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Energy

Texas wins latest round with EPA in federal court

From the Corsicana Chamber Newsletter 04/01/2012

This is a very important ruling in favor of Texas. The Court clearly agreed with what we in Texas have been saying all along - that the federal Clean Air Act gives the State of Texas significant authority for how best to meet federal air quality standards in Texas. It appears that the EPA is left with few alternatives, other than to reverse its initial decision and support what Texas is doing to clean up the air. The Texas program is making a significant difference, and it’s about time the EPA recognize that Texas has found a way to both clean up the air and keep the economy moving.

A federal appeals court scolded the U.S. Environmental Protection Agency on Tuesday for rejecting a series of state pollution control projects in Texas that federal regulators said failed to satisfy requirements of the Clean Air Act.

The ruling from the 5th U.S. Circuit Court of Appeals stopped short of ordering the EPA to accept the previously rejected Texas measures. Yet the three-judge panel directed the agency to take another look at the state's regulations and issue a quick decision.

At issue are state permits that govern pollution control projects at coal plants and energy producers in Texas. The EPA must sign off on the permit standards, but Judge Jennifer Elrod condemned the agency for waiting four years before taking action. The statutory deadline is 18 months.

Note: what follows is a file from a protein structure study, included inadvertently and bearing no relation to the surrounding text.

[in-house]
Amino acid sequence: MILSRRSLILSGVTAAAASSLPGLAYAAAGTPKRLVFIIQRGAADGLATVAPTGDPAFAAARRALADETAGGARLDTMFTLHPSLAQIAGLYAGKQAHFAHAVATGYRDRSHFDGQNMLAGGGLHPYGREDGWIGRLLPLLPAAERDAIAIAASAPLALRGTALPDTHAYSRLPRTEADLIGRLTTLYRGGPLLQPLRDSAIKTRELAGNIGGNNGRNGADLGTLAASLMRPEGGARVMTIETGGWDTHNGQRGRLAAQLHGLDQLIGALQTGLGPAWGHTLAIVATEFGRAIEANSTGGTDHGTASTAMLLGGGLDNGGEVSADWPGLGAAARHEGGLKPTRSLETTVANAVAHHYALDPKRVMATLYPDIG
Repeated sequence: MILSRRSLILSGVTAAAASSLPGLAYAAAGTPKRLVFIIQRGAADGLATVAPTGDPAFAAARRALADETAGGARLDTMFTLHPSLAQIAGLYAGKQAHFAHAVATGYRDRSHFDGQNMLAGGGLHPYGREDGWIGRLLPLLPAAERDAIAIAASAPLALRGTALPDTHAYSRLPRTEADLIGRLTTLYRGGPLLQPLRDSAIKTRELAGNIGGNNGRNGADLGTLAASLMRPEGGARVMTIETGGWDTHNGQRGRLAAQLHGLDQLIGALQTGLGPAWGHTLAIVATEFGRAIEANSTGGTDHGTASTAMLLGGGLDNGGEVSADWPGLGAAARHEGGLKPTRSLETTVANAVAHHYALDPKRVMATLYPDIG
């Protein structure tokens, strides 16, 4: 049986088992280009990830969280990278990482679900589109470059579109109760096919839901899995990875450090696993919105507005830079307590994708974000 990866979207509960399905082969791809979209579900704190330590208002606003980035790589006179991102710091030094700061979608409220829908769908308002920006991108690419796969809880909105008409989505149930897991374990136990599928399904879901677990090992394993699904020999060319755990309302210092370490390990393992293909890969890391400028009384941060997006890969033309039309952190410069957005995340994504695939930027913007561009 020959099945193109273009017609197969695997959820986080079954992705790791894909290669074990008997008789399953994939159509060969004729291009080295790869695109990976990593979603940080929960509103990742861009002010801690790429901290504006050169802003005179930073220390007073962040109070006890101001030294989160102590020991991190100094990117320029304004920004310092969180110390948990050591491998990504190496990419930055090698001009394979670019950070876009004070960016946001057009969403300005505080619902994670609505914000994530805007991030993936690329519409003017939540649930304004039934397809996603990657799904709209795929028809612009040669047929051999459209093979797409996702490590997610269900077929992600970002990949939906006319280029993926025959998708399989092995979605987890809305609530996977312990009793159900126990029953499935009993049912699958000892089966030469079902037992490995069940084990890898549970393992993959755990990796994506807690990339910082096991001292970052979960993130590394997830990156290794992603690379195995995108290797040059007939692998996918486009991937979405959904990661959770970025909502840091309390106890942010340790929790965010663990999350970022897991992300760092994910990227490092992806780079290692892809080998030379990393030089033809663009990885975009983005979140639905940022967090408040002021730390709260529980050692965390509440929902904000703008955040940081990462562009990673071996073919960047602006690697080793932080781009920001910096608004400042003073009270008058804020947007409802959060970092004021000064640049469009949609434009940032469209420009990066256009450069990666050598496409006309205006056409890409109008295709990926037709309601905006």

"Because the EPA waited until more than three years after the statutory deadline to act on Texas's submission, we order the EPA to reconsider it expeditiously," Elrod wrote. The Texas Commission on Environmental Quality cheered the ruling as a decision that should help keep the EPA in check when reviewing whether a state is meeting federal pollution standards. "This is a significant victory for our Texas regulatory process," said commission spokesman Andy Saenz.

The judges did not set a deadline for when the EPA must approve or reject the Texas standards. An EPA spokesperson did not immediately return an email seeking comment late Tuesday.

The EPA and Texas have been battling over pollution controls and federal environmental rules for years. Gov. Rick Perry made it an issue on the campaign trail, both when he ran for governor and in his failed bid for the GOP presidential nomination, saying the EPA is an example of Washington overstepping and meddling into state affairs.

Texas has filed numerous lawsuits challenging EPA rulings, and the EPA has taken over permitting on a variety of programs due to the state's refusal to comply with its orders.

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